Hello, everyone! A few years ago, I wrote a post called “Who The Hell Is Taylor Swift?” in which I tried to understand the singer by analyzing her extensive discography. At the time, Swift hadn’t yet released her commercial smash albums Reputation or Lover, and Folklore and Evermore were not yet a twinkle in her eyes. Like many people, I was only a casual listener of Swift at the time I wrote that post, so my analysis of her song lyrics now seem surface-level at best. I saw her as America saw her: a commercialistic pop-machine wrapped up in the ideal image of feminine Americana. Like many people, I didn’t take her seriously. How could I, when she wrote such juvenile hits like “22” and “We Are Never Ever Getting Back Together?”
But then something changed: I actually listened to Taylor Swift. Not to her saccharine radio singles (always the most milquetoast songs of her albums), which represented the carefully-curated public image of Swift, but her full-length albums. I listened to them all, on repeat, for months, and as I listened to her oeuvre, I realized how badly I had misjudged Swift’s musical talent, her lyrical genius, and her introspective nature.
Swift’s discography has always often been described as “juvenile.” She frequently writes about high school romances and childhood nostalgia, and refers to her adult experiences through metaphors about cheerleaders, football players, and teenage flings. While peppering her lyrics with allusions to adolescence does make her music seem youthful, it doesn’t mean that her music is something to be disdained as immature. If anything, Swift uses high school as her literary motif. She relates larger ideas of lost love, rejection, infidelity, and wasted potential to high school because it’s an idea that most everyone can relate to. John Hughes used high school as his setting in The Breakfast Club to explore universal themes of loneliness, acceptance, and individuality. Swift uses the theme of adolescence in the same way, and yet while movies like The Breakfast Club are revered as classics, Swift is still written off as being too “YA” to be critically respected.
In the 3 years since I wrote my original post, Swift has released 4 new albums. Reputation was an about face for Swift, as it was the first of her albums to explicitly deal with adult themes in a “mature” way. Then came Lover, which at the time I found to be Swift’s most self-reflective album, where she meditates on her own insecurities and how they affect her interpersonal relationships. Still, even with the critical and commercial claim of these two albums, Swift has struggled to be taken seriously by the media and by the public as a whole. Seen as an ambassador of the teenybopper crowd, and derided for writing only about high school romances (how dare teenage girls have feelings, too!) it wasn’t until Swift released folklore that the critics and the public started to take notice. By teaming up with artists like the National’s Aaron Dessner and Bon Iver, both indie darlings with serious cred, Swift had finally shown, as a Pitchfork review noted with some surprise, “some real signs of maturity.”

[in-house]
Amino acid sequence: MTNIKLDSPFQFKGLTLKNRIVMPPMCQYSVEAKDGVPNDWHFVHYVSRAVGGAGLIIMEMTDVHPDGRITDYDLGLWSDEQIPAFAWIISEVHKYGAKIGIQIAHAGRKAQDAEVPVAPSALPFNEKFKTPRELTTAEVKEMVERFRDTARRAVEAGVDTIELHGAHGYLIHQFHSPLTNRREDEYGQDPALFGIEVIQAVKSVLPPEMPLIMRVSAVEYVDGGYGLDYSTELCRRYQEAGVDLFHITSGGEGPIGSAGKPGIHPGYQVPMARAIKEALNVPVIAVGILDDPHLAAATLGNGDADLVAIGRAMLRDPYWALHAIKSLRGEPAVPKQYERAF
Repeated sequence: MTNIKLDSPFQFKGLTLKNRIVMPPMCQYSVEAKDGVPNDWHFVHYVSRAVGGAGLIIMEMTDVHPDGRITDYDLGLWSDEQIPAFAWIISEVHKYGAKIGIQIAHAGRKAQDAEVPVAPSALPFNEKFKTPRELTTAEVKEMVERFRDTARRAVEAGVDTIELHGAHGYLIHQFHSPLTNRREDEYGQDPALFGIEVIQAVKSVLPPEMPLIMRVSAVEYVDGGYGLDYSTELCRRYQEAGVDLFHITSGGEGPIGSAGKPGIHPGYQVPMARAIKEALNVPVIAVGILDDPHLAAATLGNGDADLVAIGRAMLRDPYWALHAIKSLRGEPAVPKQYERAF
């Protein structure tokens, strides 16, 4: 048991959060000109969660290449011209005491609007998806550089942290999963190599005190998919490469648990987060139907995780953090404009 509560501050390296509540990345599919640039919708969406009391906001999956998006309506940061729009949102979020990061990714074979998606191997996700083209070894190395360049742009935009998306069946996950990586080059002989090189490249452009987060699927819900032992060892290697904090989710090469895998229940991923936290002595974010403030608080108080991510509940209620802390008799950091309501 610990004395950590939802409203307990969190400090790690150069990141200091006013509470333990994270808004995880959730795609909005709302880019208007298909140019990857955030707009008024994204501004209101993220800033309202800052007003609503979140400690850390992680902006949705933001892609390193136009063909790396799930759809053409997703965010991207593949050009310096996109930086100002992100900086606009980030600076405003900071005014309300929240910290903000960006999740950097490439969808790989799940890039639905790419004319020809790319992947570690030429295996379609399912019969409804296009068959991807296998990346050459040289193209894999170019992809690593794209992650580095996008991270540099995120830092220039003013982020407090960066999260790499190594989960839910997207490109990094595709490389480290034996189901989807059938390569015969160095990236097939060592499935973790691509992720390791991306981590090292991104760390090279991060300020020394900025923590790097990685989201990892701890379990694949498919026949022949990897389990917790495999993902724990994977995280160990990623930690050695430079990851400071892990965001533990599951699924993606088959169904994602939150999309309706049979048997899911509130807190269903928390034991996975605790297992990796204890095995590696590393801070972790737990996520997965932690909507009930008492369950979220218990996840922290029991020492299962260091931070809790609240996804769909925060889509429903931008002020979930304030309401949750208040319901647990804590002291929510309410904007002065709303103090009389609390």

But here’s the thing: for those who have been listening to Swift since she was a teen, devoured every song on her albums, and took a few minutes to actually absorb the meanings behind her metaphors, Swift has already been mature. She’s been mature since Red, where she catalogued her tumultuous romances with tenderness and nuance that belied her years. She’s been mature since 1989, when she ingeniously harnessed the crystal-clear sounds of pop-synth to veil lush tales of love, heartbreak, and healing. Swift is a born storyteller, someone whose ability to tell sagas in three-minute songs would be acclaimed if the subject of those stories didn’t happen to be fifteen-year-old girls. Swift shouldn’t have had to partner with “serious” indie men to be taken seriously. The reluctance to see her substance for what it is lies in our society’s difficulty in valuing the thoughts of women, and especially the thoughts of young girls, which are commonly written off as naive or silly.
folklore and evermore more than any other album showcase Swift’s remarkable talent for crafting stories. Gems like “no body, no crime, “ivy,” and “cowboy like me,” are sweeping country ballads that would be lauded as classics if they were written by a different hand. In “tolerate it,” Swift takes the perspective of a young woman devoted to a disinterested older man, and in “champagne problems,” she imagines the fallout of rejecting a lover’s marriage proposal. While a younger Swift spent most of her other albums writing about the failures in her own relationships, the tried and true “writing what you know,” these albums show that Swift is eager to stretch her creative wings and jump into the stories of others. Few songwriters are able to show as much empathy and imagination as Swift, and her ability to be able to tell these stories while still appealing to a mainstream audience demonstrates her knack of combining art and commerce.
Although critics are now warming to Swift’s newfound maturity, it will still be a while before the public views her as anything more than a frivolous pop-star. Our society has always viewed the words of women, especially young women, as less significant than those of men. Coming-of-age stories written by men are honored for their profound ideas, while similar books written by women are ignored or categorized as mere “chick-lit.” Until these discrepancies are addressed, our society will never take women’s artistic creations as seriously as they do men’s. Taylor Swift is only the tip of the iceberg.